Delve beneath the surface of music with this pathway, designed for students interested in the academic study of music.
Our Musicology (MA) programme combines music history with critical musicology, allowing you to deepen your knowledge of western art and popular music in a critical and theoretically informed manner. By the time you graduate, you'll have the ability to evaluate complex ideas and to carry out independent research on musicological areas of interest. You will understand how your own work fits into the broader field of musicology, and will have the capacity to contribute to that field.
You're encouraged to attend the weekly Research Seminar series where invited speakers, staff members and PhD students give presentations about their latest work, giving you the opportunity to meet other postgraduate researchers. The School has a broad community of staff and students working in many different areas of music history and critical musicology.
'Learning opportunities', 'Teaching on my course' and 'Assessment and feedback' for Music in the Russell Group, National Student Survey, 2023.
You'll have access to our extensive library facilities including the dedicated John Paynter Music Library, a weekly concert series featuring internationally renowned artists and a twice-yearly postgraduate forum.
From choral to orchestral, jazz and folk to improvised electronica, gospel to gamelan, almost every kind of music is performed by the School’s many ensembles.
Over the year, you’ll study a series of core and option modules that will equip you to understand and engage critically to a high level with a range of music, by drawing upon knowledge and experience of music’s histories, its structures and its varied uses.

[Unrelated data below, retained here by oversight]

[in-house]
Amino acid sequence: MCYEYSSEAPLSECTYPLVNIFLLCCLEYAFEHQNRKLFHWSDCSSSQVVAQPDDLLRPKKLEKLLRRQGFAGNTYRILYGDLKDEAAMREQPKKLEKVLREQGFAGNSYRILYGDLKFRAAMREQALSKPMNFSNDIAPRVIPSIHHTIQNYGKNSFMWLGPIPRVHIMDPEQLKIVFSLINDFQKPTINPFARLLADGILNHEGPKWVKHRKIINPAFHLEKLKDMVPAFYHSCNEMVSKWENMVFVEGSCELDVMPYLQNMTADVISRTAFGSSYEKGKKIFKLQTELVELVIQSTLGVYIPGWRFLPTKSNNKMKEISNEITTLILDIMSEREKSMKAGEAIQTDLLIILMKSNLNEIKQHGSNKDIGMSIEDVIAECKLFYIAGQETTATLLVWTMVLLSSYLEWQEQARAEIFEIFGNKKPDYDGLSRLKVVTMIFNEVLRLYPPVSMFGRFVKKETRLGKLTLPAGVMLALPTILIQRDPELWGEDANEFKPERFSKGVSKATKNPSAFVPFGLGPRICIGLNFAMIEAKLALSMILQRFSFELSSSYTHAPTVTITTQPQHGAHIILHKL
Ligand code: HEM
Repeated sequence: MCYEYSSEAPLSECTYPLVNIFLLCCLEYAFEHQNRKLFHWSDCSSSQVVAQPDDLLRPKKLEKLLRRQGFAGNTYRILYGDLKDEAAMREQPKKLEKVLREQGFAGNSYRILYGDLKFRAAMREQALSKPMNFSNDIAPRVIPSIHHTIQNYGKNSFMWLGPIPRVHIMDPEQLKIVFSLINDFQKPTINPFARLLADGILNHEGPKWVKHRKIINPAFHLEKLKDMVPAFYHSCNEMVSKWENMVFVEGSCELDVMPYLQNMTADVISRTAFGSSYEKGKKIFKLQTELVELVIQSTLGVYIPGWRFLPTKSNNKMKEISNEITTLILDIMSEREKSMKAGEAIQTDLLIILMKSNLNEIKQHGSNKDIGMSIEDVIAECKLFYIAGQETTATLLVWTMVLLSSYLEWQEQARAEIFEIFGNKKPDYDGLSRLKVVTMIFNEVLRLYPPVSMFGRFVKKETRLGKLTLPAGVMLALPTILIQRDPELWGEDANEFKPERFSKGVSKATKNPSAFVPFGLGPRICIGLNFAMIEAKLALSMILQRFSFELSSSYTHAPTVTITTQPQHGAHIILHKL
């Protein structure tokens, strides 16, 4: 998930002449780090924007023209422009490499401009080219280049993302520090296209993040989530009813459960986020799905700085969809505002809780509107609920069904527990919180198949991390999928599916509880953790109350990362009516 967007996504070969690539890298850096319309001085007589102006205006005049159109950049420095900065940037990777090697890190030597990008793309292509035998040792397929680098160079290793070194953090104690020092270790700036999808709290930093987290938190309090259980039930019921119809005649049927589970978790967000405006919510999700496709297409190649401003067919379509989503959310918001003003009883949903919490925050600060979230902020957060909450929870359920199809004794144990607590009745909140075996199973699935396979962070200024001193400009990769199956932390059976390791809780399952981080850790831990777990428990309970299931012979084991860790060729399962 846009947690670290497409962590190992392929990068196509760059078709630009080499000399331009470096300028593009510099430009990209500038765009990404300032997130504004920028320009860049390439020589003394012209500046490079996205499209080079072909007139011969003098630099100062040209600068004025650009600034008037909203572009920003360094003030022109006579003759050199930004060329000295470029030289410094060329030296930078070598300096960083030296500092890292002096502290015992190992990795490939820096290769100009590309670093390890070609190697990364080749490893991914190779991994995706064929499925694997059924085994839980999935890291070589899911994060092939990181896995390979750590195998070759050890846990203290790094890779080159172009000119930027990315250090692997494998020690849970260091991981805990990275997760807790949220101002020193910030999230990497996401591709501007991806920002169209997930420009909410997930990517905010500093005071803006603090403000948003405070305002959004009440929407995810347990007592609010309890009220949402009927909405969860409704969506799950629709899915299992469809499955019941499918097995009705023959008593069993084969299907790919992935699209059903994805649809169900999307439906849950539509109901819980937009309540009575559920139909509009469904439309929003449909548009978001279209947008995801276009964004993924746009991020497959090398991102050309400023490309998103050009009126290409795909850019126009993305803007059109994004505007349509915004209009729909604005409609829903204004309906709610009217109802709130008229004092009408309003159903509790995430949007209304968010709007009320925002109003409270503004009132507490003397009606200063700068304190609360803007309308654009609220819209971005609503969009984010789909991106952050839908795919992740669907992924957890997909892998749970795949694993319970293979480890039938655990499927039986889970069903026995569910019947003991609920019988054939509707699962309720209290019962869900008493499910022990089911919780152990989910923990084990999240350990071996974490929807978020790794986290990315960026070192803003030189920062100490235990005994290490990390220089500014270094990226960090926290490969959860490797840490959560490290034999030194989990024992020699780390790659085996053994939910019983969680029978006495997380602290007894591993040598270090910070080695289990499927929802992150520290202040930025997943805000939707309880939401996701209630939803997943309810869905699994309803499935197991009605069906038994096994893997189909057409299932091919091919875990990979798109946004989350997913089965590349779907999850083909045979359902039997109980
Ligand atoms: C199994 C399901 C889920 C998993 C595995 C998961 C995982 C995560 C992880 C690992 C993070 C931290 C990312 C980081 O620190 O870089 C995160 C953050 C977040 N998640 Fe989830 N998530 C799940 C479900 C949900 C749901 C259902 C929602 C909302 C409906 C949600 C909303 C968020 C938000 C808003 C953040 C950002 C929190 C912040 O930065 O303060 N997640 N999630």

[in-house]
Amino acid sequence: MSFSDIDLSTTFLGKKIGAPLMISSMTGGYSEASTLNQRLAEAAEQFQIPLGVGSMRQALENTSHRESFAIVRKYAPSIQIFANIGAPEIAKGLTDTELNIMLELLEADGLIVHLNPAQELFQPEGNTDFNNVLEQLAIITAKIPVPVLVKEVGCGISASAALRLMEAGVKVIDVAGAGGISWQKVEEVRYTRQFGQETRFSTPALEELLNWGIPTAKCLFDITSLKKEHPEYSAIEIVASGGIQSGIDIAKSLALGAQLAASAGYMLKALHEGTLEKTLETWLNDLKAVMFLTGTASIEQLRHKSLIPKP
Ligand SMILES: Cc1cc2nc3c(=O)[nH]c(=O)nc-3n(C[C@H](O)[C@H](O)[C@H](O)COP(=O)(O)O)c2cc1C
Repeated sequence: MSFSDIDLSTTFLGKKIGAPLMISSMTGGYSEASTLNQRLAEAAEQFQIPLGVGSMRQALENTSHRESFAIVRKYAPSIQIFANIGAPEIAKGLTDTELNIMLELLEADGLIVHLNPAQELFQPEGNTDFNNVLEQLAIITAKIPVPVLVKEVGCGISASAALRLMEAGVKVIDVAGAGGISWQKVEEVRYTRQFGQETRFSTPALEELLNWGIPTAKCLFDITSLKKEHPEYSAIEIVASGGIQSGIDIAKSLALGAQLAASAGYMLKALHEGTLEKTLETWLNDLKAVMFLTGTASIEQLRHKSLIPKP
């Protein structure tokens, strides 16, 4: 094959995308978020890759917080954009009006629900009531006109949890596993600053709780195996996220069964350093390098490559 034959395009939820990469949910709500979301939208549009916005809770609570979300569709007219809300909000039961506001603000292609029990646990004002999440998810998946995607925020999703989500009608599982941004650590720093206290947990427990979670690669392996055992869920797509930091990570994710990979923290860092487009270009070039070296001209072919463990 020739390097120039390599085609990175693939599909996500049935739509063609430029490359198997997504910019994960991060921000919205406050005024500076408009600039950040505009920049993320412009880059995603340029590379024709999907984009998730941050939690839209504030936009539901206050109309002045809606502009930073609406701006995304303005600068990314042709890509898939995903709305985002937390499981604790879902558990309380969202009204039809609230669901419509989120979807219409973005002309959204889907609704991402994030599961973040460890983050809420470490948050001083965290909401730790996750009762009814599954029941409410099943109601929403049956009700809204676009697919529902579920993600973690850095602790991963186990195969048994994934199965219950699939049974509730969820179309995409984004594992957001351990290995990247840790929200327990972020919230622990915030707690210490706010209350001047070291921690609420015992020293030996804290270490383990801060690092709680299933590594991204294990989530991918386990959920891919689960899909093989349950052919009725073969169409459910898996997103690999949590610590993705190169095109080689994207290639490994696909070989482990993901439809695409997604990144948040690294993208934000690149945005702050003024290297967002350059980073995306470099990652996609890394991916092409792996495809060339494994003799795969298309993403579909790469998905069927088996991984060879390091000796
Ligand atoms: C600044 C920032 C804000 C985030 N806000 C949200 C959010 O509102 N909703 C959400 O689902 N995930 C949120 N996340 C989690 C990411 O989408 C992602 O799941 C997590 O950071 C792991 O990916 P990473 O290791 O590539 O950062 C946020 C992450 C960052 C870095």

You'll also study one option module. Examples from previous years have included:
The options available to you will be confirmed later in the year. For further information, please get in touch.
Our modules may change to reflect the latest academic thinking and expertise of our staff.
You will independently research and write an 8,000-12,000 word dissertation on a topic of your choice, chosen in consultation with your supervisor.
Every course at York is built on a distinctive set of learning outcomes. These will give you a clear understanding of what you will be able to accomplish at the end of the course and help you explain what you can offer employers. Our academics identify the knowledge, skills, and experiences you'll need upon graduation and then design the course to get you there.
This course has provided me with a secure understanding of many aspects of critical musicology while allowing me to develop my own academic voice. I was able to hone my research, writing, and presenting skills in the areas of musicology that interest me the most. The seminars are engaging and I found my assignments fascinating to research and rewarding to write.Alice, MA Musicology
|Study mode||UK (home)||International and EU|
|Full-time (1 year)||£10,590||£23,900|
|Part-time (2 years)
This is the year 1 fee. Fees for future years are subject to confirmation.
Students on a Student Visa are not currently permitted to study part-time at York.
For courses which are longer than one year, the tuition fees quoted are for the first year of study.
UK (home) or international fees? The level of fee that you will be asked to pay depends on whether you're classed as a UK (home) or international student. Check your fee status.
Find out more information about tuition fees and how to pay them.
Discover your funding options to help with tuition fees and living costs.
We'll confirm more funding opportunities for students joining us in 2024/25 throughout the year.
If you've successfully completed an undergraduate degree at York you could be eligible for a 10% Masters fee discount.
You can use our living costs guide to help plan your budget. It covers additional costs that are not included in your tuition fee such as expenses for accommodation and study materials.
Our teaching is research-led and delivered by academic staff who are experts in their fields.
Lively, full of culture and beautiful, York has been voted one of the best places to live and visit in the UK.